Senior Risk Management Consultant, Zurich
In an increasingly disrupted, complex and interconnected world, organisations need risk managers to lead horizon scanning to prepare for future disruption.
So, what is horizon scanning? Horizon scanning supports strategic decision makers by systematically identifying and managing emerging risks.
Traditionally, enterprise risk management (ERM) efforts focus on identifying, controlling and reporting risks that are short term, understood, or quantifiable. This is useful, but significant, disruptive, strategic risks tend to be medium- to long-term, not well understood, and difficult to quantify. They also appear obvious with hindsight – like the disappearance of various high street names and the 2008 financial crisis.
Horizon scanning is a discipline to assess these types of emerging or changing risks and provide insight to decision makers.
Why is horizon scanning so important?
The impact of emerging risks in the future – fiscal crises, political change, pandemics, climate change, AI and the Internet of Things – will occur at speed, and will likely seem obvious in hindsight. But we operate in a world that is difficult to predict, increasingly complex, and interconnected.
Organisations that are successful today may not even exist in 10 years. The frequency at which organisations are entering and exiting market indexes continues to increase. The FTSE or Dow Jones of 2040 will look significantly different to that of 2020.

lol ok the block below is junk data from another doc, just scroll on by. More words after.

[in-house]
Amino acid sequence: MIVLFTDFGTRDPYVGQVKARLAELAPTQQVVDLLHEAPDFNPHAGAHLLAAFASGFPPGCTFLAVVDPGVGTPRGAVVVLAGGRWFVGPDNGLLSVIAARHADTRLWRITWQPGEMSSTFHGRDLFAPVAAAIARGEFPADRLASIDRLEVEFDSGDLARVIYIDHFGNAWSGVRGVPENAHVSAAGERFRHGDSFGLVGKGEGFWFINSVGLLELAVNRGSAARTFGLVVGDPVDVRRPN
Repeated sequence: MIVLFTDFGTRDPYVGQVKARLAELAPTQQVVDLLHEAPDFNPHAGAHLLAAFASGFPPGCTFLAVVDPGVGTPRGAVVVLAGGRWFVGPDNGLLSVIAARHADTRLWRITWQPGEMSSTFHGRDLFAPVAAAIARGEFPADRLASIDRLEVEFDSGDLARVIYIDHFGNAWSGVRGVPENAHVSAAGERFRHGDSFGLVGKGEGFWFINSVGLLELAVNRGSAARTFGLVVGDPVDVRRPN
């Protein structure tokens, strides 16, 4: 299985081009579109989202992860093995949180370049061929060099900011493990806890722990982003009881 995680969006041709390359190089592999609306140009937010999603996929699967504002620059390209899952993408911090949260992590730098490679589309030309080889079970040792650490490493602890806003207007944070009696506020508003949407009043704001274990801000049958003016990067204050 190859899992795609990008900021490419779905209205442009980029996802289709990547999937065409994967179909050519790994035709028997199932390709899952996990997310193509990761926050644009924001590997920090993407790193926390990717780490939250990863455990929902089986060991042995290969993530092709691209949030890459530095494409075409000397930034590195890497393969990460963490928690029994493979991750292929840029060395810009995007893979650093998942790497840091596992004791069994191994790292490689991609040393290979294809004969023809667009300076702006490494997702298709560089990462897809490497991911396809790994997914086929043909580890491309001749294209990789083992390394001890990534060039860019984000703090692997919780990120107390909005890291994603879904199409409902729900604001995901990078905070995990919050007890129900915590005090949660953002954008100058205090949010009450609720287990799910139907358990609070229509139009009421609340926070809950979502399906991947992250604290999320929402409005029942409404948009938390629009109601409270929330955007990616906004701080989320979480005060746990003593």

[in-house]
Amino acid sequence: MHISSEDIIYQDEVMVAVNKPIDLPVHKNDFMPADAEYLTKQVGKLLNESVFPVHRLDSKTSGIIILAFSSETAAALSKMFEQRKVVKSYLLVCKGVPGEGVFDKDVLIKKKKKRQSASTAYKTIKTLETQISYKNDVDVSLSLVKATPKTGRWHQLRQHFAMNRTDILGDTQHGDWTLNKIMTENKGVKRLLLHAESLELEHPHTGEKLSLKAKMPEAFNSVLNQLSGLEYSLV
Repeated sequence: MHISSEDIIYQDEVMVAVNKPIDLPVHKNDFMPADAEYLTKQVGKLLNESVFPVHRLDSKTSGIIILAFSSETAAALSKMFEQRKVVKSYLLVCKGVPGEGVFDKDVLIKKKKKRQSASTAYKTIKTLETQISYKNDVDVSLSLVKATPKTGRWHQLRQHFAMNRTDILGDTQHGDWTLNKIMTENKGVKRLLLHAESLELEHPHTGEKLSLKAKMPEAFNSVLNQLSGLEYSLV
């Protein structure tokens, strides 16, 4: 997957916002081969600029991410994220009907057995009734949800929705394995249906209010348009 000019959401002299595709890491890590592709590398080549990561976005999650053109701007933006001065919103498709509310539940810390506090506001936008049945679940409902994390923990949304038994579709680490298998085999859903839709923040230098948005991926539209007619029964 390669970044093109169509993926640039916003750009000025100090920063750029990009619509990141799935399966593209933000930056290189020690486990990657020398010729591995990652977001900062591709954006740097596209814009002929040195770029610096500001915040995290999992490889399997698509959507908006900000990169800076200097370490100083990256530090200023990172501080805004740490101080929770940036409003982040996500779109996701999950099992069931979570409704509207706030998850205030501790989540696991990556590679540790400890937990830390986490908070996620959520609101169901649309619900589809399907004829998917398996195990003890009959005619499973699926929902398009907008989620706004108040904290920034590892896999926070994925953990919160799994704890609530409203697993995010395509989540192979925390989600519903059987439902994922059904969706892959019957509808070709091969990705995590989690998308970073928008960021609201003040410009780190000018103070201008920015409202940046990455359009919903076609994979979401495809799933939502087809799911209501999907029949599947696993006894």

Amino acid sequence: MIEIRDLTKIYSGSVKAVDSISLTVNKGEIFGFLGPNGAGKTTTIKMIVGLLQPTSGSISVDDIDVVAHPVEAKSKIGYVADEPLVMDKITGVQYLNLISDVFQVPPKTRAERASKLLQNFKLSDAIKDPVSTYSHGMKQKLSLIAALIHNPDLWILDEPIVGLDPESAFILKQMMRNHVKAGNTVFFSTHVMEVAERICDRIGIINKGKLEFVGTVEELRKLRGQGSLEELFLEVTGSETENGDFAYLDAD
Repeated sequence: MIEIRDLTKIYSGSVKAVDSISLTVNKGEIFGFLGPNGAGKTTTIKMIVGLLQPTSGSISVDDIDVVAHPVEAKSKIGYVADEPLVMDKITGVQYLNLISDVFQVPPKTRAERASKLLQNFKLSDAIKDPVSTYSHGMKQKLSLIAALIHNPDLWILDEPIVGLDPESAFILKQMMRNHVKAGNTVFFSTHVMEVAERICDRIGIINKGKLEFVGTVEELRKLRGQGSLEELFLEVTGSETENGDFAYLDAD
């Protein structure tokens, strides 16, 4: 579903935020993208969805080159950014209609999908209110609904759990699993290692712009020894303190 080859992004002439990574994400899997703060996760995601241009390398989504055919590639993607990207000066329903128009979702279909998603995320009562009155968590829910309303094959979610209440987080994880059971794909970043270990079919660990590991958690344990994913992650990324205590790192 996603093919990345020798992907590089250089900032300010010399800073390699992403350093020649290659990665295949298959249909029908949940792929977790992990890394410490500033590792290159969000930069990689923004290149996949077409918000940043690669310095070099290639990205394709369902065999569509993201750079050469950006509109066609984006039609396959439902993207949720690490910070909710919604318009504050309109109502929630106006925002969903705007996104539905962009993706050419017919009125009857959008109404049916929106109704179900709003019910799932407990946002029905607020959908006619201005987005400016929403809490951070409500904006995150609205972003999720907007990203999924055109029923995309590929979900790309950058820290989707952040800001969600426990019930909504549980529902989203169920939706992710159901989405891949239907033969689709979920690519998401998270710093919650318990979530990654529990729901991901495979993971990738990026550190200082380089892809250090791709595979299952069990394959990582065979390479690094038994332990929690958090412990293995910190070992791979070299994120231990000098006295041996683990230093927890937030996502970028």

By the time significant emerging disruptive risks are known, quantifiable and recorded on a risk register, it may be too late to respond effectively.
Resilient organisations anticipate and respond to emerging risks quickly and effectively. Horizon scanning is a tool that creates resilience by helping strategic decision makers to anticipate and respond to uncertainty.
How do we implement it?
Horizon scanning is an often-neglected element of an effective ERM framework. Key questions to consider include:
- Do we systematically identify and record emerging risks and uncertainty that could affect our organisation in the next five or more years?
- Do we engage with strategic managers and the Board to understand their views of emerging risks? How do we adjust for optimism bias and blind spots in our research?
- Do we research and gather data on emerging risks to better understand them? This should include monitoring activity such as regulatory changes, socioeconomic and market trends.
- Do we use this research to inform other ERM activities, such as stress testing strategic plans or scenario planning exercises, insurance coverage?
- Do we review strategic plans in light of emerging risk and research we have created?
A systemic approach will mean identifying risks sooner, giving your organisation more time to understand and then plan for the risk.
Horizon scanning will become increasingly important to organisations that aspire to thrive in the longer term and avoid being disrupted by newer organisations or changing customer behaviour. For the risk manager, it is an opportunity to add real value to decision makers and the strategic planning cycle of their organisations.